You're likely to start by seeing your family doctor or a general practitioner. However, you may then be referred to a doctor who specializes in disorders of blood vessels (vascular specialist) or a doctor who specializes in the heart and circulatory system (cardiologist).
Because appointments can be brief, and there's often a lot of ground to cover, it's a good idea to arrive well prepared. Here's some information to help you get ready for your appointment, and what to expect from your doctor.
What you can do
- Write down any symptoms you're experiencing, including any that may seem unrelated to the reason for which you scheduled the appointment.
- Make a list of all medications, vitamins or supplements that you're taking, and include dosage information.
- Write down questions to ask your doctor.
Your time with your doctor may be limited, so preparing a list of questions can help you make the most of your time together. For peripheral artery disease, some basic questions to ask your doctor include:
- What's the most likely cause of my symptoms?
- Are there other possible causes for my symptoms?
- What kinds of tests do I need? Do these tests require any special preparation?
- Is peripheral artery disease temporary or long lasting?
- What treatments are available, and which do you recommend?
- What types of side effects can I expect from treatment?
- Are there any alternatives to the primary approach that you're suggesting?
- What can I do on my own that might help me get better?
- I have other health conditions. How can I best manage these conditions together?
- Is there a generic alternative to the medicine you're prescribing me?
- Are there any brochures or other printed material that I can take home with me? What websites do you recommend visiting?
In addition to the questions that you've prepared to ask your doctor, don't hesitate to ask questions during your appointment anytime you don't understand something.
What to expect from your doctor
Your doctor is likely to ask you a number of questions. Being ready to answer them may reserve time to go over any points you want to spend more time on. Your doctor may ask:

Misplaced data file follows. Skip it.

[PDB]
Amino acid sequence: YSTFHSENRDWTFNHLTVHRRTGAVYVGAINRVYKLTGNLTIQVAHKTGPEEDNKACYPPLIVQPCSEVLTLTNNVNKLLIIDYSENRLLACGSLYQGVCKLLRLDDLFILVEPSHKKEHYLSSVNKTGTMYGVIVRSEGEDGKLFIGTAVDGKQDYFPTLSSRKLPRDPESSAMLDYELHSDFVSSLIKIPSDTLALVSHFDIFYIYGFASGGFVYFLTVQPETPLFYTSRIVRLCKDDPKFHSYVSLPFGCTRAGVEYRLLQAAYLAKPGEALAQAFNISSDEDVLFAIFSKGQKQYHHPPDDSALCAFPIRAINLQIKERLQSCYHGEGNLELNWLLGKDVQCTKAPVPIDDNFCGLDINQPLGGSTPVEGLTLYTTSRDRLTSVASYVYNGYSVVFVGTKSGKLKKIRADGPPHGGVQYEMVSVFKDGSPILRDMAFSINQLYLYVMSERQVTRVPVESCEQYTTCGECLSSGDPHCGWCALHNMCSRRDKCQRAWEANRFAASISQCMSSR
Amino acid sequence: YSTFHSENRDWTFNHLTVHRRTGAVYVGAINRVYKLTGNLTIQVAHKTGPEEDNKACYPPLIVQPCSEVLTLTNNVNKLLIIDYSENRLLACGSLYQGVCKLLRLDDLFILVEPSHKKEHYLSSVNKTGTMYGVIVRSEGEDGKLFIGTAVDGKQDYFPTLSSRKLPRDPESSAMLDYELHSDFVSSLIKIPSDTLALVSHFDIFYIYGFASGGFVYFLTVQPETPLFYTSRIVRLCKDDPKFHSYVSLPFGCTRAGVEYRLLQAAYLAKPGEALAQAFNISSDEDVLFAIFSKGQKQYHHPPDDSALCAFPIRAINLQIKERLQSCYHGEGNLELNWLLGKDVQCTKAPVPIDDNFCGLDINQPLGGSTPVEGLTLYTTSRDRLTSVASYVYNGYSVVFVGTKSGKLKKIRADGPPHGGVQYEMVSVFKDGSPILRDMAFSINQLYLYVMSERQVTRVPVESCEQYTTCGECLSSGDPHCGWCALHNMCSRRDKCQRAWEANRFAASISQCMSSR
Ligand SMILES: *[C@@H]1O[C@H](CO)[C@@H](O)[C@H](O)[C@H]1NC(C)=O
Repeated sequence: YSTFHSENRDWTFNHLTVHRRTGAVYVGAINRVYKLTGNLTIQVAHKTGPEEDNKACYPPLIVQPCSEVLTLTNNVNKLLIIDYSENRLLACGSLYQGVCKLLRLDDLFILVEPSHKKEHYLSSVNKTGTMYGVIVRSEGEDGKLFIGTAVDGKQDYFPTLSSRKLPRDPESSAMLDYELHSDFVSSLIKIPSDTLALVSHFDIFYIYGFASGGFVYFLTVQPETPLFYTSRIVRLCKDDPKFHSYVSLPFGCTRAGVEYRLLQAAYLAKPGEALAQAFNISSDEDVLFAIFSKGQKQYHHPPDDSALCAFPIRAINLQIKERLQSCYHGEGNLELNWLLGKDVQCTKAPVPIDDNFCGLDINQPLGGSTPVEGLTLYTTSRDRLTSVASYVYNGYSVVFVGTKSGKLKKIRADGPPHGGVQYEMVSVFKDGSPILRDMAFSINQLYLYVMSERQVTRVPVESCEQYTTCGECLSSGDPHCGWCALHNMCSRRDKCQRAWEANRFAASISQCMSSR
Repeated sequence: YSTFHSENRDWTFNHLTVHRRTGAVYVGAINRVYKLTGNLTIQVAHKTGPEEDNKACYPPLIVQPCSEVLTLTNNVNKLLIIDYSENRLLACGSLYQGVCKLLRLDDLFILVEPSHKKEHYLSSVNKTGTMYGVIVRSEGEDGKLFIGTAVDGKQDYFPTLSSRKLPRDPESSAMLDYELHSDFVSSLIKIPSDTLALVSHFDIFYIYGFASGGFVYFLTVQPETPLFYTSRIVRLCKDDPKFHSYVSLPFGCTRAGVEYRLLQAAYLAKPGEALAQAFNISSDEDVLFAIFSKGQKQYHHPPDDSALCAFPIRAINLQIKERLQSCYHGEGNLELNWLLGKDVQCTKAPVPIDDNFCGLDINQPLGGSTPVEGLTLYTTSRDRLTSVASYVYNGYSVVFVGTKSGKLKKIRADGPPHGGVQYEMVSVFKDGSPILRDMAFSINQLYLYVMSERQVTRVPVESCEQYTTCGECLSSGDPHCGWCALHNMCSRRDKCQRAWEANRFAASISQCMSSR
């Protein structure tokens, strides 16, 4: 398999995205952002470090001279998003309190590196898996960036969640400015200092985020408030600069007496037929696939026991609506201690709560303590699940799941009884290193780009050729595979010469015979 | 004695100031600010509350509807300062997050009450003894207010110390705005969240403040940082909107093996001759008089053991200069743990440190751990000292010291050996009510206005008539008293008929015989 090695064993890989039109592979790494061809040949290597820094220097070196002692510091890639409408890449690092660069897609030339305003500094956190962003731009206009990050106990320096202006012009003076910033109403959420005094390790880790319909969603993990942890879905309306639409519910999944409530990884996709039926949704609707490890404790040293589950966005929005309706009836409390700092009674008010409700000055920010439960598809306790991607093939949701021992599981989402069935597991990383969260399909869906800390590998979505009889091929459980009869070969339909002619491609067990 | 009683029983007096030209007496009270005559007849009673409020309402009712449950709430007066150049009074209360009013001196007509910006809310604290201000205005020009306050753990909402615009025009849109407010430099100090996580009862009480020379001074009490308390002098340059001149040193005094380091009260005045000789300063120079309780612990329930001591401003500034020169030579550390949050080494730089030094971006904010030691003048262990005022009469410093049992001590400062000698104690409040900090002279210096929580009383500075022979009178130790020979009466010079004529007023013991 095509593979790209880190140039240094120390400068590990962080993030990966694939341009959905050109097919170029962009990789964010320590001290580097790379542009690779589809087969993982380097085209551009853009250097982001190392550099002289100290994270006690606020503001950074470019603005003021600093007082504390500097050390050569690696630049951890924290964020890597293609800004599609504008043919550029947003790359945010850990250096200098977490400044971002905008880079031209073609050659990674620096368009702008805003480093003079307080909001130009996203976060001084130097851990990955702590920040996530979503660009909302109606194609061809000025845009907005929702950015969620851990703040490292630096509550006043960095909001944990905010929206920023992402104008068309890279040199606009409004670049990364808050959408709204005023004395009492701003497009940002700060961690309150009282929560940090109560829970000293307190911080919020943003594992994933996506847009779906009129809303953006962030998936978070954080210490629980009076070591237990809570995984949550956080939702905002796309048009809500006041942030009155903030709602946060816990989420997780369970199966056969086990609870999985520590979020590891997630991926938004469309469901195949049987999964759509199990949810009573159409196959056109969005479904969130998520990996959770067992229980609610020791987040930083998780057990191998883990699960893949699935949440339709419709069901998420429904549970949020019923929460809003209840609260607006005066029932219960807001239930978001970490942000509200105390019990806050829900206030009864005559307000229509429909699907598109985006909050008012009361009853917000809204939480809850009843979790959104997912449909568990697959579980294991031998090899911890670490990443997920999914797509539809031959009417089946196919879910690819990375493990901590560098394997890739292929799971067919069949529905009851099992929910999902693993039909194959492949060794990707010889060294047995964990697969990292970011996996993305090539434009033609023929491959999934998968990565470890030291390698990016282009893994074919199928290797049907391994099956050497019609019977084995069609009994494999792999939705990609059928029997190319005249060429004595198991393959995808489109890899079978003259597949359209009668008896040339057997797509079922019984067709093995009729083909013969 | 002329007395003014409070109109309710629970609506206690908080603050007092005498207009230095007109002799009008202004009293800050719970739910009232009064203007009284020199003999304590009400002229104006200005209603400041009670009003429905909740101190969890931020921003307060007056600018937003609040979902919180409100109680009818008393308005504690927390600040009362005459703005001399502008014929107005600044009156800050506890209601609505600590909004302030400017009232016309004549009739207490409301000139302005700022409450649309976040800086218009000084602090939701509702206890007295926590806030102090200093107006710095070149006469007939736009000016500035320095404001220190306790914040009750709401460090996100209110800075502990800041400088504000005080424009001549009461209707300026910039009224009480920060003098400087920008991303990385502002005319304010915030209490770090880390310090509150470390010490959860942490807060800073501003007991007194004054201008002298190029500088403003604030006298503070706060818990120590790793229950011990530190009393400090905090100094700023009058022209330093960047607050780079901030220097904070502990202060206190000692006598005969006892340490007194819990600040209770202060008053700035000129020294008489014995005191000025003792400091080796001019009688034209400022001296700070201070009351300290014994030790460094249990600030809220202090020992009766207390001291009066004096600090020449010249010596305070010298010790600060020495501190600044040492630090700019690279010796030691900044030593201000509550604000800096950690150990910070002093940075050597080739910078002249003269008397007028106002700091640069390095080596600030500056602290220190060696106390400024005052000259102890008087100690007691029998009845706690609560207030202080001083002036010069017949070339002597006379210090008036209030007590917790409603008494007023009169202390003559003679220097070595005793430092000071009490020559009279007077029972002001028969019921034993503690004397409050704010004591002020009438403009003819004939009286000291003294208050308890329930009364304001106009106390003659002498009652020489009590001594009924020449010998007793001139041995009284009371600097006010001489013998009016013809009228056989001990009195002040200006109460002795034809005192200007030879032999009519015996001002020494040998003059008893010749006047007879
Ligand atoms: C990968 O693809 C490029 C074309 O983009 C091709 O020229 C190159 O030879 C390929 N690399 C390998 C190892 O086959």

- When did you first begin experiencing symptoms?
- Are your symptoms continuous or occasional?
- Do your symptoms get worse when you exercise?
- How severe are your symptoms?
- Do your symptoms get better when you're resting?
- Do you use tobacco products? If yes, how much?
What you can do in the meantime
If you're a smoker, it's never too soon to quit smoking. Smoking increases the risk of peripheral artery disease and can make existing PAD worse. Other healthy lifestyle habits you can immediately adopt are eating less saturated fat and adding more fruits and vegetables to your diet.
June 22, 2012
- Peripheral artery disease. The Merck Manuals: The Merck Manual for Healthcare Professionals. http://www.merck.com/mmpe/print/sec07/ch080/ch080f.html. Accessed May 8, 2012.
- Peripheral artery disease. National Heart, Lung, and Blood Institute. http://www.nhlbi.nih.gov/health/health-topics/topics/pad/. Accessed May 8, 2012.
- Mohler III ER. Clinical features, diagnosis, and natural history of lower extremity peripheral arterial disease. http://www.uptodate.com/index. Accessed May 8, 2012.
- Prevention and treatment of PAD. American Heart Association. http://www.heart.org/HEARTORG/Conditions/More/PeripheralArteryDisease/Prevention-and-Treatment-of-PAD_UCM_301308_Article.jsp. Accessed May 8, 2012.
- Hirsch AT, et al. ACC/AHA 2005 guidelines for the management of patients with peripheral arterial disease. Journal of the American College of Cardiology. 2006;47:e1.
- Rooke TW, et al. 2011 ACCF/AHA focused update of the guideline for the management of patients with peripheral arterial disease. Circulation. 2011;124:2020.
- Kuller LH. Does ginkgo biloba reduce the risk of cardiovascular events? Circulation: Cardiovascular Quality and Outcomes. 2010;3:41.
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